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mj_frenzy

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Serious Effect;4303448 said:
As much as I appreciate a song with an energetic tempo, a song does not need to fit the criteria of being “catchy” for it to be a single-worthy. Also, what do you mean people don’t care about the lyrics, message, or voice of a song? What about Gone Too Soon? Childhood? Even Smile? There isn’t really a catchy rhythm in those songs, yet they were released as singles. Why? The lyrics, message, and voice behind those songs already prove their worthiness as singles. You know, a song can have a groove and still be hard on the ears, and hard to enjoy. Those aforementioned singles are better to listen to than some of the music in present times, despite their energetic tempos. Why? Their lyrics, messages, and Michael’s vocals actually carry value and thus, I appreciate those songs more than, say, a song from LiL (insert rapper name here).

‘Smile’ was not released as a single (actually they abandoned that idea eventually).

‘Childhood’ as a single did not enjoy much commercial and chart success.

Similarly, ‘Gone Too Soon’ did not enjoy much commercial and chart success.

Compare the low/moderate success of these two songs (as singles) with the tremendous success of some of his up-tempo songs (as singles) with a catchy tune, such as ‘Black Or White’, ‘Remember The Time’, ‘Smooth Criminal’, ‘The Way You Make Me Feel’, ‘Billie Jean’, ‘Don't Stop 'Til You Get Enough’, etc.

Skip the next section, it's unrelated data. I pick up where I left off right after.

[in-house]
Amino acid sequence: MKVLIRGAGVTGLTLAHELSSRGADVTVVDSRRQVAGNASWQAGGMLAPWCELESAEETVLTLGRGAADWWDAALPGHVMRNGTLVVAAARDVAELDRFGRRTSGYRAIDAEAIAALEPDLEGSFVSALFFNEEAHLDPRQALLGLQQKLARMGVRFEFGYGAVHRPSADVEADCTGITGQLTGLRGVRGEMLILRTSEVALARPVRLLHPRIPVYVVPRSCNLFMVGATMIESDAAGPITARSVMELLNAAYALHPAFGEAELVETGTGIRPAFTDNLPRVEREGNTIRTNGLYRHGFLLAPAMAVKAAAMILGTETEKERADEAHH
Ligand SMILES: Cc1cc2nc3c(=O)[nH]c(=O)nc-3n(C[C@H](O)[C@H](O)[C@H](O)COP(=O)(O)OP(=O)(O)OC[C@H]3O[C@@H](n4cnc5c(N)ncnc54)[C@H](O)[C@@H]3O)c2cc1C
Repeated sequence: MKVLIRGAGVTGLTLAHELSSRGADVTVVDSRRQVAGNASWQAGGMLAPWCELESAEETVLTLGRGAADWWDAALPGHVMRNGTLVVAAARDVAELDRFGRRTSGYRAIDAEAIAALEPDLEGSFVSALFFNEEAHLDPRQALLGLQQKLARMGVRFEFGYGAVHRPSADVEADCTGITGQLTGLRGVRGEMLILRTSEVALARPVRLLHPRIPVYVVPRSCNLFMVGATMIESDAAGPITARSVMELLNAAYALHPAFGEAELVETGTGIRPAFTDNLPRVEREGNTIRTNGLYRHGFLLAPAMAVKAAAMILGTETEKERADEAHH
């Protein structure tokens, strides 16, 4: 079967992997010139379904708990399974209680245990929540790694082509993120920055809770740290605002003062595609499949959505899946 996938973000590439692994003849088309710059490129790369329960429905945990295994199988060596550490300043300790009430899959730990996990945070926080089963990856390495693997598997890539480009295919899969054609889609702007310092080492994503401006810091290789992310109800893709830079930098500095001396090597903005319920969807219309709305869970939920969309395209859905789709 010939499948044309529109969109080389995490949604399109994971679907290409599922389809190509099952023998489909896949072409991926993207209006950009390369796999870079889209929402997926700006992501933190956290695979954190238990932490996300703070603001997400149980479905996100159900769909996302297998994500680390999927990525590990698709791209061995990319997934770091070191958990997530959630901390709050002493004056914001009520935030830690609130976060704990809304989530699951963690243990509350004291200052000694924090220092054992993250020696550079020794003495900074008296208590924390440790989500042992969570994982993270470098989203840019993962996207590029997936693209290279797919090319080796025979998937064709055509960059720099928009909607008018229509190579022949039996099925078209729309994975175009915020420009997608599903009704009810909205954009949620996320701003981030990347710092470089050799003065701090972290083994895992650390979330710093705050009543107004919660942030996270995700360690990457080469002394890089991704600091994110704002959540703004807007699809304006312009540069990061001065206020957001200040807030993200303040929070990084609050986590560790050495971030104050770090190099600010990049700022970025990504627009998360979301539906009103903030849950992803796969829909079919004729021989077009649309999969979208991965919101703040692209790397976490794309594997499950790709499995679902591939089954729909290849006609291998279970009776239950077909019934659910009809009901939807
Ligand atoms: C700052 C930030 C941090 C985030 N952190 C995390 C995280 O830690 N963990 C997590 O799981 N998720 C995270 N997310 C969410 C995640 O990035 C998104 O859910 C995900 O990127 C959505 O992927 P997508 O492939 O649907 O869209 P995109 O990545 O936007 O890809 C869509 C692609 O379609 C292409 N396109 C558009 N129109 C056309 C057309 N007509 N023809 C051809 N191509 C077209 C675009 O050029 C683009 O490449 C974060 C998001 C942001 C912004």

Your response actually proves my point.
 

AlwaysThere

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Ballads had a higher chance of single success before, like, 2010. Nowadays the market is entirely different; with some notable exceptions, you'll never see a song like "You Are Not Alone," "She's Out of My Life," or "Will You Be There" do huge numbers.

Nine of the current Top 10 songs in the US are upbeat. In the UK, all ten are upbeat. It's even worse because old-fashioned love songs are sort of dying off in favor of songs about self-expression.

If the Estate wants a hit, they'll either have to go with an upbeat song (like "Love Never Felt So Good") or get a certified hit maker involved (like Drake on "Don't Matter to Me"). Songs like "Best of Joy" and "This Is It" are incredibly difficult to push.
 

DuranDuran

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mj_frenzy;4303447 said:
One of the main reasons for that is that most people are more interested in listening to an up-tempo song with a catchy tune rather than listening to a sad, mundane ballad/mid-tempo song.

Also, most people do not really care about the deepest or most meaningful lyrics of a song, or even the best voice of a song, as long as the song (released as a single) captures their attention with its catchy tune.

And it has been proved that an up-tempo single with a catchy tune is by far a more radio-friendly song than a ballad/mid-tempo song.
In the USA, ballads are often the songs that remained at #1 the longest. Groups like Boys II Men were more known for ballad hits than dance songs. Kenny G was a multi-platinum album seller with his smooth jazz music. The US also had an entire radio format for ballads and soft rock acts (adult contemporary) like Bread, John Denver, The Carpenters, Barbra Streisand, America, & Air Supply and before that there was easy listening radio stations. The music video channel VH-1 was originally started for adult contemporary acts that the main MTV channel were less likely to show. R&B has the Quiet Storm programs named after a Smokey Robinson song. Power ballads by rock bands were really popular in the 1980s. If people are just interested in uptempo music, then why are Adele & John Legend so popular today? John Legend was even voted "sexiest man alive" in People Magazine.